Do We Really Need Our Gallbladder?

Dr Lee Ser Yee

The gallbladder, a small, pear-shaped organ beneath the liver, plays a crucial role in our digestive system. 

However, its health is often overlooked until discomfort and illness strike. In the second part of this series, we look at the diagnosis, treatment and prevention measures of gallbladder conditions with Dr Lee Ser Yee. Dr. Lee Ser Yee specialises in Hepatopancreatobiliary surgery (HPB), Liver transplantation, and minimally invasive Surgery (MIS). His area of expertise lies in minimally surgery to treat liver, gallbladder and pancreas diseases.

You can read part 1 of this deep dive into gallbladder diseases here.

Diagnosis Options

Dr Lee Ser shares these ways that a doctor may administer the following tests to identify the condition:

Liver function test (LFT)

Done via blood tests, they may present evidence of gallbladder disease or bile blockage, jaundice etc


A full blood count can identify if there is an infection e.g., higher white blood cell count. Other blood tests can also show If there are associated complications such a pancreas inflammation or liver abscesses.


This produces clear images of the gallbladder, liver and bile ducts, allowing doctors to detect gallstones, tumours, fatty liver, scarring and inflammation.

Computed tomography (CT)/ Magnetic Resonance Imaging (MRI) scan

These cross-sectional scans produce images of the pancreas, gallbladder, liver and bile ducts. It can also reveal gallstones and blockages in the bile ducts and guide treatment.

HIDA scan

This helps determine how well the gallbladder and liver are functioning.

How is Gallbladder Disease Treated?

Patients diagnosed with asymptomatic gallbladder disease or silent gallstones generally do not require treatment, as the condition is benign and usually does not cause significant complications. However, those who present with mild to moderate symptoms or these become more frequent may need to seek a consultation and embark on treatment if deemed necessary before it becomes more serious.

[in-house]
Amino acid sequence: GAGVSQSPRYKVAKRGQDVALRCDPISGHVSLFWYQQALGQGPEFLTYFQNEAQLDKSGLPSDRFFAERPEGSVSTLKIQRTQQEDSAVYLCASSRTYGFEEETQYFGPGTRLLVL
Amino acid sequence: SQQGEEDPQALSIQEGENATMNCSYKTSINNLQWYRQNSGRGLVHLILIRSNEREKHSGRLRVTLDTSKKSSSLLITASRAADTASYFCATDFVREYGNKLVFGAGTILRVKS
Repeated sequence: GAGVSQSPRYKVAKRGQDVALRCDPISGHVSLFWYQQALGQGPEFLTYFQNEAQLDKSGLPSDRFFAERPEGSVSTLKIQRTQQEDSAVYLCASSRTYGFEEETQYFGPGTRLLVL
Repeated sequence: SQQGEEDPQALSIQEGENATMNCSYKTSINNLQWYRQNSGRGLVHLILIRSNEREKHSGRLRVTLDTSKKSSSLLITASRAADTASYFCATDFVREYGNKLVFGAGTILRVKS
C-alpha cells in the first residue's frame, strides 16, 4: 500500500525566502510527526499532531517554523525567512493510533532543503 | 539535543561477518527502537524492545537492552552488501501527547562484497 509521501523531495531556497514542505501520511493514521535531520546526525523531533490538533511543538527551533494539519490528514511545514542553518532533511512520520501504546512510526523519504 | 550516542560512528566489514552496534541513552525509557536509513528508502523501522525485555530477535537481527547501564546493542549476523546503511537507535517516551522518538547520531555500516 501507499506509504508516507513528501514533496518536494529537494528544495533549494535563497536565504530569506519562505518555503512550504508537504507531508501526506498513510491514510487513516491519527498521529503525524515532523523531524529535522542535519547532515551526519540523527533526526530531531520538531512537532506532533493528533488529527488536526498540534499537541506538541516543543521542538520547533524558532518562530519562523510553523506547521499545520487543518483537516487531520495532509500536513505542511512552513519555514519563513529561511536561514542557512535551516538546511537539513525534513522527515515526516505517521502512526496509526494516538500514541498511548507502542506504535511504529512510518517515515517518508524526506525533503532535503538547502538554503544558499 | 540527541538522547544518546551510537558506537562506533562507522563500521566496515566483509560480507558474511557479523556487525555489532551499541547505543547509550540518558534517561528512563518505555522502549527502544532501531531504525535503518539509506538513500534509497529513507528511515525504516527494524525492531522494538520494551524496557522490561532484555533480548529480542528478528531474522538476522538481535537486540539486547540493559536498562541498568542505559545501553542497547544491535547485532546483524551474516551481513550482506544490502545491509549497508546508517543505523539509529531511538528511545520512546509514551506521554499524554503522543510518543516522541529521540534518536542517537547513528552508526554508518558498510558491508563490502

In more serious cases, when symptoms are frequent, severe, and persistent, doctors may address the issue by removing the gallbladder. People can live full, normal and healthy lives without a gallbladder. The liver will continue to produce bile for digestion, but instead of some being stored into the gallbladder, more of the bile will flow directly into the small intestine. Once the gallbladder is unhealthy, keeping it confers more risks than benefits.

A keyhole surgery, laparoscopic cholecystectomy is the procedure of choice for removal of the gallbladder. It is very safe and routine. Surgeons perform the surgery under general anaesthesia, making 3-4 small cuts in the abdomen. They detach the gallbladder from the liver, apply clips to the artery supplying the gallbladder and the draining duct, and then remove the gallbladder in a bag through one of the incisions.

With small incisions (3-5mm) causing minimal pain and downtime, most patients undergo this as day surgery.

Strategies in reducing the risk of developing gallbladder disease

There is no proven way to prevent gallstones or gallbladder diseases, but research suggests some possibilities. By modifying your lifestyle, you can lower your risk of developing gallstones and gallbladder disease. Some of these lifestyle modifications include:

Adopt a low-fat, high-fibre diet 

Saturated fats found in meats, butter, and animal products often trigger gallstone attacks.


Some studies have found that a cup of coffee a day can lower the risk of gallstones as caffeine in coffee can stimulate gallbladder contractions and lower the cholesterol. This may be related with many other lifestyle confounders and the current evidence and understanding is not conclusive.


Some studies have found that while limited and moderate alcohol intake reduces the risk of gallstones, but heavy drinking may do the opposite. This may be related with many other lifestyle confounders, and the current evidence and understanding is not conclusive. It is important to highlight that pregnant women and those with liver disease should avoid alcohol.

Maintain a healthy body weight

Regular exercise, an active lifestyle and a healthy balanced diet will minimise many of the risk factors of gallstones.


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